The queue 310 further comprises an INIT module 320, a POP module 370 and a PUSH module 380. Each module 320, 370 and 380 handles a corresponding queue operation. Specifically, the INIT module 320 is configured to perform an INIT operation that initializes the queue 310. The POP module 370 is configured to perform a POP operation that pops a data node 420 from the queue 310 (i.e., remove a data node 420 at the queue head 410 from the queue 310). The PUSH module 380 is configured to perform a PUSH operation that pushes a data node 420 into the queue 310 (i.e., add a data node 420 to the queue 310 at the queue tail 430).

The memory allocation module 395 of the eviction system 300 allocates memory for a data node 420 for a cached data item. The memory allocated per cached data item is for a corresponding data node 420 and possibly the data item itself. The memory deallocation module 390 of the eviction system 300 deallocates/frees memory when a data node 420 for a cached data item is removed permanently from the queue 310.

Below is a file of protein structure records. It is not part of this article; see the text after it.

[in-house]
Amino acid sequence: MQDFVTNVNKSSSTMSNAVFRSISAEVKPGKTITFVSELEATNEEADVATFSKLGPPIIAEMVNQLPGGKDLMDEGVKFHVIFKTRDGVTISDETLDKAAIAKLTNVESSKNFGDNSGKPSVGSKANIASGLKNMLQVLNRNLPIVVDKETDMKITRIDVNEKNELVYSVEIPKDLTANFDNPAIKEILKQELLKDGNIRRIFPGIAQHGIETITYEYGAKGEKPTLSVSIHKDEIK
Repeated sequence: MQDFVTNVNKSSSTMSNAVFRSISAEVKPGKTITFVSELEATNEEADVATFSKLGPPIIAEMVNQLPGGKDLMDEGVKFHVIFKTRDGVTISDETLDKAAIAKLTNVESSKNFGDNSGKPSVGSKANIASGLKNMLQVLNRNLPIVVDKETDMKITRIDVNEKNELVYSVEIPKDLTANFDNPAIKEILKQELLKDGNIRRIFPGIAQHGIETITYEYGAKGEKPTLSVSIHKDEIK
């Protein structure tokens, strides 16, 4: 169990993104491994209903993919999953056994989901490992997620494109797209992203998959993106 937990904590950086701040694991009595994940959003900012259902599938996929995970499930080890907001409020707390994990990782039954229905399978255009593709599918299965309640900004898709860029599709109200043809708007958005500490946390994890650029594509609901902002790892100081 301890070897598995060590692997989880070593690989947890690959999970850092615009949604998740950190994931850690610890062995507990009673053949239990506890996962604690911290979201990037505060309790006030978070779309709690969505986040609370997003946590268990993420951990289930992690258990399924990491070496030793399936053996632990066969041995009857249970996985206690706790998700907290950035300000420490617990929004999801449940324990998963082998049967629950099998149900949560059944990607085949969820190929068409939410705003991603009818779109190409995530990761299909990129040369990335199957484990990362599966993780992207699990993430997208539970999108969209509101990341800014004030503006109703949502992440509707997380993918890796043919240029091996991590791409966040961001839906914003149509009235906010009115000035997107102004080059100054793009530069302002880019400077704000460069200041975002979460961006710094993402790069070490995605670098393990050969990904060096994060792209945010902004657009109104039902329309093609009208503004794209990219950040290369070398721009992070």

In this specification, let the terms evict, evicting and eviction denote removing a data item from the cache. As described in detail later herein, the eviction module 360 is configured to perform an eviction operation during which a data node 420 is evicted from the queue 310.

Neither memory allocation nor memory deallocation occurs when a PUSH operation, a POP operation, or an INIT operation is performed. Memory is not allocated each time a data node 420 is pushed/added to the queue 310 during a PUSH operation. Memory is not deallocated/freed each time a data node 420 is popped/removed from the queue 310 during a POP operation. As no memory allocation and no memory deallocation occurs during any queue operation, the queue 310 does not require any internal dynamic memory management. This makes the queue operations simpler, faster, and fully lock-free. As described in detail later herein, memory is allocated for a data node 420 when the data node 420 is inserted into the queue 310 for the first time (e.g., when a corresponding data item is added to the cache). Memory is deallocated/freed from a data node 420 when the data node 420 is evicted and/or removed permanently from the queue 310 (e.g., when a corresponding data item is deleted from the cache).